The Defense Department will notify Congress as early as Wednesday of plans to furlough almost 800,000 civilian employees starting in April if automatic budget cuts take effect, according to a defense official. [...] By law, however, DoD must give lawmakers 45 days notice of employee furloughs. If the spending cuts, formally known as sequestration, begin as scheduled March 1, the Pentagon will likely send most civilians home for one day per week for up to 22 weeks through the end of the fiscal year in September, Deputy Defense Secretary Ashton Carter told a House committee last week. The furloughs would save DoD about $5 billion out of the $46 billion total it will have to cut under sequestration, Carter said. Military personnel would be exempt.
Jessica Wright, acting Defense undersecretary for personnel and readiness, said that while the impact of sequestration on “military personnel would be devastating, the impact on civilians is catastrophic.” [...] “The first-, second- and third-order effect will be felt in local commands and communities. It’s not a Beltway phenomenon,” she said, noting that 80 percent of defense civilian employees work outside the Washington area. The 20 percent decrease in pay would affect business and communities and confront “many families with tough decisions.”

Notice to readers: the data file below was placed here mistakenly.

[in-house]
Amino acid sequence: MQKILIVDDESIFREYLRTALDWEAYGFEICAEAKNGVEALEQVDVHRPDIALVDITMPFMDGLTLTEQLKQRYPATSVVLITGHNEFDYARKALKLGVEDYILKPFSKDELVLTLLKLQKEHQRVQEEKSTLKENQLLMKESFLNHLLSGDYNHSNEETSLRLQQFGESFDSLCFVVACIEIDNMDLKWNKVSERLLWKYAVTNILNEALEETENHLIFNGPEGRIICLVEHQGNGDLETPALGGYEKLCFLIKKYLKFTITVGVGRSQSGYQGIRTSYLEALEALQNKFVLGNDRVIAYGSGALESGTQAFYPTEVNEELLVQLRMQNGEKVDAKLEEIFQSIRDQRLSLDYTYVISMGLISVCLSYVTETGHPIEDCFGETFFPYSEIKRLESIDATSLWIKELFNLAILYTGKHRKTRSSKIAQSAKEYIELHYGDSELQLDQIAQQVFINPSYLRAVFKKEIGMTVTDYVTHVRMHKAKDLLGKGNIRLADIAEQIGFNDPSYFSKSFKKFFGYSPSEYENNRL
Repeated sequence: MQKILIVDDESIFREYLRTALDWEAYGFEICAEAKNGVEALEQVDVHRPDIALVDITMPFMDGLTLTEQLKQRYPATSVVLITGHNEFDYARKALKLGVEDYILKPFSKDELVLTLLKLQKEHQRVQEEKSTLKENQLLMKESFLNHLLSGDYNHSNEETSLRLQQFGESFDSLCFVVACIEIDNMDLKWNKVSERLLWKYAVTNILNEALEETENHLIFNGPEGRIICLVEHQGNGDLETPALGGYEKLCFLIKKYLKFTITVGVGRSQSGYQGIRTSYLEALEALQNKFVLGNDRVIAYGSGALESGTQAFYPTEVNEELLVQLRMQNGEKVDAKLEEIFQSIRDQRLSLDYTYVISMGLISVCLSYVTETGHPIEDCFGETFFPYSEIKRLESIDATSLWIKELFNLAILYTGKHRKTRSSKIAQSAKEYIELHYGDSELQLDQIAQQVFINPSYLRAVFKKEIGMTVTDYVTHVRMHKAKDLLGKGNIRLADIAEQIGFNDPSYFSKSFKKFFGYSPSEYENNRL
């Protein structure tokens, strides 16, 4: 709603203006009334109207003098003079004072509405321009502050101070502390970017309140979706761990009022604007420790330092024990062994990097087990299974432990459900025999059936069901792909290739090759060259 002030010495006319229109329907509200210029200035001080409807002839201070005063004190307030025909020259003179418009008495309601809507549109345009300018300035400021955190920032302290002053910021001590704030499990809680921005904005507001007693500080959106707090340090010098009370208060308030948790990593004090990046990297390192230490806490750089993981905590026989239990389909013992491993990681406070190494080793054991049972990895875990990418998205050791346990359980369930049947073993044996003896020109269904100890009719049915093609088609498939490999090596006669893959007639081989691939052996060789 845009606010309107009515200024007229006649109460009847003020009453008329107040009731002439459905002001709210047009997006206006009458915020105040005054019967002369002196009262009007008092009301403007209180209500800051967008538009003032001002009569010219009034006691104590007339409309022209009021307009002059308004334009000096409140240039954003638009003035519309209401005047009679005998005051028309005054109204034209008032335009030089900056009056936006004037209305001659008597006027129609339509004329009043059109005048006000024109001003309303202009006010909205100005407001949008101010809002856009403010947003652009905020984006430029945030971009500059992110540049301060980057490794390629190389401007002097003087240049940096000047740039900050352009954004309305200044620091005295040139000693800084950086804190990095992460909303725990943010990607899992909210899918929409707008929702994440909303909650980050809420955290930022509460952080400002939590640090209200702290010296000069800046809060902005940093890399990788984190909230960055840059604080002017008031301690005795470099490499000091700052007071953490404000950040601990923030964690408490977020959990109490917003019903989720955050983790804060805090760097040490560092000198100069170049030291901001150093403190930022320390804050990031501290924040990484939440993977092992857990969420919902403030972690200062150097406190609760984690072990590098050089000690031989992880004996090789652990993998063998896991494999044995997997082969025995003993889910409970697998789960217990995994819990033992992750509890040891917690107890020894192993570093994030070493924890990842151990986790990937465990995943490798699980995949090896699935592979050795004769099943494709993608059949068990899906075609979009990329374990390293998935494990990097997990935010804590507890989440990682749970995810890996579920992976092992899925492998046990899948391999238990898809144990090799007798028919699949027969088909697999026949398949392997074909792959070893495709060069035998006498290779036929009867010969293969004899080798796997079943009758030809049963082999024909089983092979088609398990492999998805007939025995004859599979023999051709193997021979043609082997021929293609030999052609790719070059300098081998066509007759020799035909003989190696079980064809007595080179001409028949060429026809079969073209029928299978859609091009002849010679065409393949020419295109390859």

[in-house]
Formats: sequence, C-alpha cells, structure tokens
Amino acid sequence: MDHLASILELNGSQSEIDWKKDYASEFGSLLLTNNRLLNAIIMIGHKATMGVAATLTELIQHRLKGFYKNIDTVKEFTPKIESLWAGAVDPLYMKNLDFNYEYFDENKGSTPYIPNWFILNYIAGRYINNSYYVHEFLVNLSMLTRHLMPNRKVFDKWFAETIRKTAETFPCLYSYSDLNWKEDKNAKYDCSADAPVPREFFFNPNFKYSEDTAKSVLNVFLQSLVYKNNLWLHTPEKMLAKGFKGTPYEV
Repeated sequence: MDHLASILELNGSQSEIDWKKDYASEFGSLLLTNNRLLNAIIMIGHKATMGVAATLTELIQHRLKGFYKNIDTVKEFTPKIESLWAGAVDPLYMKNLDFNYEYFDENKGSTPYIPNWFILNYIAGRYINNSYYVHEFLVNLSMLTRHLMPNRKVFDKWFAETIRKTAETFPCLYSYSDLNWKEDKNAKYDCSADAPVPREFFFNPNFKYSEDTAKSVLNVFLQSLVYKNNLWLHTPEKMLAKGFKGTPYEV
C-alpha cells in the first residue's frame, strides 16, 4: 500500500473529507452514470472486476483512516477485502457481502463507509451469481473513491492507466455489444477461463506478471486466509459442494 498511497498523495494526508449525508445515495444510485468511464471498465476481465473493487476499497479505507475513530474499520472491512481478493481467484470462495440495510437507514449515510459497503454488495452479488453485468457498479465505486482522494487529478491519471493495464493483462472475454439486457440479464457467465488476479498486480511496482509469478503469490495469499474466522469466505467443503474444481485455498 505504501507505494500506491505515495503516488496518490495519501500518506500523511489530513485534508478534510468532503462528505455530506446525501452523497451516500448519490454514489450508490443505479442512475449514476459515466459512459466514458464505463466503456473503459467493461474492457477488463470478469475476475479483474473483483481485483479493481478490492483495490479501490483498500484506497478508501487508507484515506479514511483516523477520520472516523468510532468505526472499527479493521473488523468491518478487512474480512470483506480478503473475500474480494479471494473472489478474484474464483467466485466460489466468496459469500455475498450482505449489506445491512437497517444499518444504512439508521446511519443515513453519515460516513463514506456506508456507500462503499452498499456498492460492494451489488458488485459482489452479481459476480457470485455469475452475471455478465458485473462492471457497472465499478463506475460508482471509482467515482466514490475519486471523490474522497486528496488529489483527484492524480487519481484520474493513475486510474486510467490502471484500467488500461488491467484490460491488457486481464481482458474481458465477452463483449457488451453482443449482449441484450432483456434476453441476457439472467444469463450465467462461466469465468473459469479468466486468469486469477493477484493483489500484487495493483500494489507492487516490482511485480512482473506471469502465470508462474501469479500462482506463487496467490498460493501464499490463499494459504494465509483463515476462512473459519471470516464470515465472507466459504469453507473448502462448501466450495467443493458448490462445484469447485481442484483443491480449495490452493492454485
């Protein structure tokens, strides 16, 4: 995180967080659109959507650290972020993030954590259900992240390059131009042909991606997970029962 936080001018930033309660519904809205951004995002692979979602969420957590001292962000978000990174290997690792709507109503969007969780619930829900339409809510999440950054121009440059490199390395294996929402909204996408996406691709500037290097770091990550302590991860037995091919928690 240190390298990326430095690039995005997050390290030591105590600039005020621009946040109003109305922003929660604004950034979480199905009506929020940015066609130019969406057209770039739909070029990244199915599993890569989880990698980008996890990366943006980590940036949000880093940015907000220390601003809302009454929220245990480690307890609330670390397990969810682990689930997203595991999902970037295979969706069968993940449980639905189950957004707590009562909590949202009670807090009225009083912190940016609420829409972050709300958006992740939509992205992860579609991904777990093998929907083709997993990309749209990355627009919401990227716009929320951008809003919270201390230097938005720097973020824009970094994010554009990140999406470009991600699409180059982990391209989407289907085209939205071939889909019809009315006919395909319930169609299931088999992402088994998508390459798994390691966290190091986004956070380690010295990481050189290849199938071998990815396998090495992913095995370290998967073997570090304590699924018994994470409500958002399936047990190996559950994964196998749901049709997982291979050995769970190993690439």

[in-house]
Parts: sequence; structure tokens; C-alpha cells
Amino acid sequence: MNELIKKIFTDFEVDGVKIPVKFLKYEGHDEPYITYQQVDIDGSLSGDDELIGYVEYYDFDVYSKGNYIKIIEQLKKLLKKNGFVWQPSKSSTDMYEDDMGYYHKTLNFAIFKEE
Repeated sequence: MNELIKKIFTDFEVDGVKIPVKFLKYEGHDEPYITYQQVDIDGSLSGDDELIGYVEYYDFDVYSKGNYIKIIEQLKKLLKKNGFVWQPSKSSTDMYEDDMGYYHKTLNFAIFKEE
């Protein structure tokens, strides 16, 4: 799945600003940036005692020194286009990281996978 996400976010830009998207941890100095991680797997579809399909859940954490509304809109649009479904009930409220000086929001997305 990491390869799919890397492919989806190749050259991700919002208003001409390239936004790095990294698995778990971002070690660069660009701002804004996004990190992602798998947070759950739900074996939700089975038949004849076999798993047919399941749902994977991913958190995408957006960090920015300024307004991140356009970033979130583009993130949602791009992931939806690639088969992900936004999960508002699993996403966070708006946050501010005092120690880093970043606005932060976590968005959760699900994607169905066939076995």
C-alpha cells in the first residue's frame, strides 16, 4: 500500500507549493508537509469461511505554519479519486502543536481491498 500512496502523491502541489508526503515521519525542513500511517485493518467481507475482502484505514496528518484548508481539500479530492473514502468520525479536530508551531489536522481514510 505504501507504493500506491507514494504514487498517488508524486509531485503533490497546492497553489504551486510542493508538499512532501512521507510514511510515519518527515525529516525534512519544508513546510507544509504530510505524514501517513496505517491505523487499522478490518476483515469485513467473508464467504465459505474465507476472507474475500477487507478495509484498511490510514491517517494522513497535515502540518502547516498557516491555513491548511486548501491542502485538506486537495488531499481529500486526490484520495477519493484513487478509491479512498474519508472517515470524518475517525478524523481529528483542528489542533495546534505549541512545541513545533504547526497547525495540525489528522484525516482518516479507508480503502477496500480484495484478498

The Army estimates automatic budget cuts scheduled to take effect March 1 will have a $15 billion economic impact and affect more than 300,000 jobs nationwide. Hardest hit states include Texas, Virginia and Pennsylvania. Among the least affected: Delaware, Wyoming, Montana and Rhode Island. [...] The cuts will affect every Army installation, according to the documents. States with large bases and military contractors are taking the biggest hits. Texas, for instance, would face a $2.4 billion economic loss from the Army’s budget cuts. Nearly 30,000 Army civilian employees will be furloughed if the cuts go into effect. They will lose $180 million in pay.
If across-the-board budget cuts take effect as scheduled next month, every FBI employee, including special agents, will be furloughed for almost three weeks by the end of September. Ditto for many law enforcement officers at the Department of Homeland Security, where layoffs are also a possibility. Furloughs for Agriculture Department food safety inspectors will mean temporary shutdowns of meat processing plants. At the Social Security Administration, more than 1,500 temporary workers and re-employed retirees will be shown the door.
Budget cuts could result in up to 20 percent pay cut for federal workers: